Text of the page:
Kawasaki disease (KD) is one of the most common vasculitides of childhood and the main cause of acquired heart disease in developed countries. Intravenous immunoglobulin (IVIG) in association with aspirin represents the main treatment for KD. However, 10-20% of patients fail to respond to standard treatment and have an increased risk of cardiac complications. There is currently no accepted protocol for treatment of resistant cases. Several authors highlighted the role of interleukin-1 (IL-1) as a mediator of inflammation in KD and suggested the possibility of using IL-1 or its receptor as a target of therapy. The use of IL-1 inhibitors in patients with KD has been reported in the scientific literature, but data are largely limited to individual case reports and small case series. We summarized the scientific literature related to the use of anakinra, analyzing preclinical and clinical data. Thirty-eight patients have been described so far, most of them with KD-related complications. Twenty-two were described in case reports and case series, while 16 were patients from the completed KAWAKINRA phase IIa study. Almost all patients received clinical benefit, and no relevant side effects were noted. Based on this evidence, in our opinion, anakinra may be considered as an option after the failure of the first IVIG infusion, especially in patients with coronary involvement.

Anakinra for Treatment-Resistant Kawasaki Disease: Evidence from a Literature Review / G. Ferrara, T. Giani, M.C. Caparello, C. Farella, L. Gamalero, R. Cimaz. - In: PAEDIATRIC DRUGS. - ISSN 1174-5878. - 22:6(2020 Dec), pp. 645-652. [10.1007/s40272-020-00421-3]

Anakinra for Treatment-Resistant Kawasaki Disease: Evidence from a Literature Review

R. Cimaz
2020

Abstract

Kawasaki disease (KD) is one of the most common vasculitides of childhood and the main cause of acquired heart disease in developed countries. Intravenous immunoglobulin (IVIG) in association with aspirin represents the main treatment for KD. However, 10-20% of patients fail to respond to standard treatment and have an increased risk of cardiac complications. There is currently no accepted protocol for treatment of resistant cases. Several authors highlighted the role of interleukin-1 (IL-1) as a mediator of inflammation in KD and suggested the possibility of using IL-1 or its receptor as a target of therapy. The use of IL-1 inhibitors in patients with KD has been reported in the scientific literature, but data are largely limited to individual case reports and small case series. We summarized the scientific literature related to the use of anakinra, analyzing preclinical and clinical data. Thirty-eight patients have been described so far, most of them with KD-related complications. Twenty-two were described in case reports and case series, while 16 were patients from the completed KAWAKINRA phase IIa study. Almost all patients received clinical benefit, and no relevant side effects were noted. Based on this evidence, in our opinion, anakinra may be considered as an option after the failure of the first IVIG infusion, especially in patients with coronary involvement.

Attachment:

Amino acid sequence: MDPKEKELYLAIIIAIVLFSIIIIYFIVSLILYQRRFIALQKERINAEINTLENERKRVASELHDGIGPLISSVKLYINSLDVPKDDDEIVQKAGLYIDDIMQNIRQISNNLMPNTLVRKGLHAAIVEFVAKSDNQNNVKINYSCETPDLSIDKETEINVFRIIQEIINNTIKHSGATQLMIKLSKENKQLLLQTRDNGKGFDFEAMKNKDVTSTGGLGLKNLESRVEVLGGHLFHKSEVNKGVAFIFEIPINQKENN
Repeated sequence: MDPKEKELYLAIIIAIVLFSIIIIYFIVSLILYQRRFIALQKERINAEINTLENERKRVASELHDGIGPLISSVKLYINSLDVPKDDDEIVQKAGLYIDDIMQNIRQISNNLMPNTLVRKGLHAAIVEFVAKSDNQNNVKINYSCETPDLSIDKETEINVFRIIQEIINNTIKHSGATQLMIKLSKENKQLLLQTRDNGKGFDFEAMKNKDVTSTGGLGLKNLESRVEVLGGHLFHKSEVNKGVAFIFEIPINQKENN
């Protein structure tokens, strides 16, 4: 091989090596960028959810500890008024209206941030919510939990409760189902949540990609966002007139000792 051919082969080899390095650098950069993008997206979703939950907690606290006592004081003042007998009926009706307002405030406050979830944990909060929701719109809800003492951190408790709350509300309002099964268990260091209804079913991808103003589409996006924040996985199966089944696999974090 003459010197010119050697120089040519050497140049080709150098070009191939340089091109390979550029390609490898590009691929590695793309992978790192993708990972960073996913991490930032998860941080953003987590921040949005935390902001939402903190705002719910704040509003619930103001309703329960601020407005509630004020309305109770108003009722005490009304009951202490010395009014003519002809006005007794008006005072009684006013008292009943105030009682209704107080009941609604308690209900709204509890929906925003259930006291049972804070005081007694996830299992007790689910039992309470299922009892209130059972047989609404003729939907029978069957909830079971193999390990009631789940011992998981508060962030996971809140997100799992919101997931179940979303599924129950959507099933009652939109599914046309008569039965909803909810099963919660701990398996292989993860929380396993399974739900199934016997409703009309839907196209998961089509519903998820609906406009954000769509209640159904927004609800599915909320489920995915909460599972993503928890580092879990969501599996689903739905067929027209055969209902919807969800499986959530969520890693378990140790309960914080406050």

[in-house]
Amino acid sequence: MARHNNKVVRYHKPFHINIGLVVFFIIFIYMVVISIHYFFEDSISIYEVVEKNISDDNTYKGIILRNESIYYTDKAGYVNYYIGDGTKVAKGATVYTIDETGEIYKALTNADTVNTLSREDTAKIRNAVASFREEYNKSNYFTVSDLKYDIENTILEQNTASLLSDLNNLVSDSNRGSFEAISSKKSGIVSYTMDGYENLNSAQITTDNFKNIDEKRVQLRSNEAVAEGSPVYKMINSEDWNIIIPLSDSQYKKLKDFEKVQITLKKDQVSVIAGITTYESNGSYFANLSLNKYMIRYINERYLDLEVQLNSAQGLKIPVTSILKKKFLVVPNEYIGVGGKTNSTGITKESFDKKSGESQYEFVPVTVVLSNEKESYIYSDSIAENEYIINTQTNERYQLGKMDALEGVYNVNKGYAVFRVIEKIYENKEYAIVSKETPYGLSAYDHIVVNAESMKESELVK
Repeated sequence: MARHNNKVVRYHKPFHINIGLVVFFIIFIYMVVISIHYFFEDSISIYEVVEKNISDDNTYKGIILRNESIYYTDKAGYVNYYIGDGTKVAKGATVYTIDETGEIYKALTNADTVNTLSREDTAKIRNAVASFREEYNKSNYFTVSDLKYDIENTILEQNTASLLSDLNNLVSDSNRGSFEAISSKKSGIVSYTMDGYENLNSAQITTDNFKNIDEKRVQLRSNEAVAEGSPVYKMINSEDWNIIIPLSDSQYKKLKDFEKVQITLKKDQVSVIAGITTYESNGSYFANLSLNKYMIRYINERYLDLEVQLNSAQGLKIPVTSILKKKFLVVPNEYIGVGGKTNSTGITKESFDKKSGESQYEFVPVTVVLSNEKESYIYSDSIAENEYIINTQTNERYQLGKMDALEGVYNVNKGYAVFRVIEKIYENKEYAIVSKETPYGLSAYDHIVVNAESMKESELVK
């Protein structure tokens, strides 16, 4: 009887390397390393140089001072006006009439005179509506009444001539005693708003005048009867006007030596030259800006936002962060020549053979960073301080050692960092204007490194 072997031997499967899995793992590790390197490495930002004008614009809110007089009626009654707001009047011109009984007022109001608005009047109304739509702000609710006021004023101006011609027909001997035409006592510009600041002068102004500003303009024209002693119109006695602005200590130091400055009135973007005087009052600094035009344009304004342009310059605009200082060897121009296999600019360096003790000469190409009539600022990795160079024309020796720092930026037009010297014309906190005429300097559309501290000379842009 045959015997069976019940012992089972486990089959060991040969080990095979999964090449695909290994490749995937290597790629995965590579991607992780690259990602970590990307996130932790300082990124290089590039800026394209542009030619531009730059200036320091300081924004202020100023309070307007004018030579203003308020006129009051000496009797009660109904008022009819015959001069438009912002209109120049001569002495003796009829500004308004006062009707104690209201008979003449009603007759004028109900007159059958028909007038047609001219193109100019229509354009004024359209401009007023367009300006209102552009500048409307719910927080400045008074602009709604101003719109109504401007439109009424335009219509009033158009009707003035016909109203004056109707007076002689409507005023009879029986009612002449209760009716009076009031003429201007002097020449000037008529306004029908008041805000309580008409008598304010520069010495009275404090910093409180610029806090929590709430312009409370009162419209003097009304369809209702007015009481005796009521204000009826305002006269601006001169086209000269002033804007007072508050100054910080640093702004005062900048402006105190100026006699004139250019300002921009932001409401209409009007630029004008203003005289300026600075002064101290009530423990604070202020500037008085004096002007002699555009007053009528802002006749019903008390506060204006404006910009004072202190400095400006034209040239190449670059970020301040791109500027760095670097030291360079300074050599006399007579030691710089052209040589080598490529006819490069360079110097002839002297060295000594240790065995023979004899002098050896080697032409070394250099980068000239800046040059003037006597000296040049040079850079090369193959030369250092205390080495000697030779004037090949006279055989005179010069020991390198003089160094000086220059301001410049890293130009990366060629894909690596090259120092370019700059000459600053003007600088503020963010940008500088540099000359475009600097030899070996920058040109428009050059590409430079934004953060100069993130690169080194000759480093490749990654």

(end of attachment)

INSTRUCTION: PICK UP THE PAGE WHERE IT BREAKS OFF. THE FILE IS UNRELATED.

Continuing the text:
Settore MED/16 - Reumatologia
dic-2020
set-2020
Article (author)
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Utilizza questo identificativo per citare o creare un link a questo documento: https://hdl.handle.net/2434/779100
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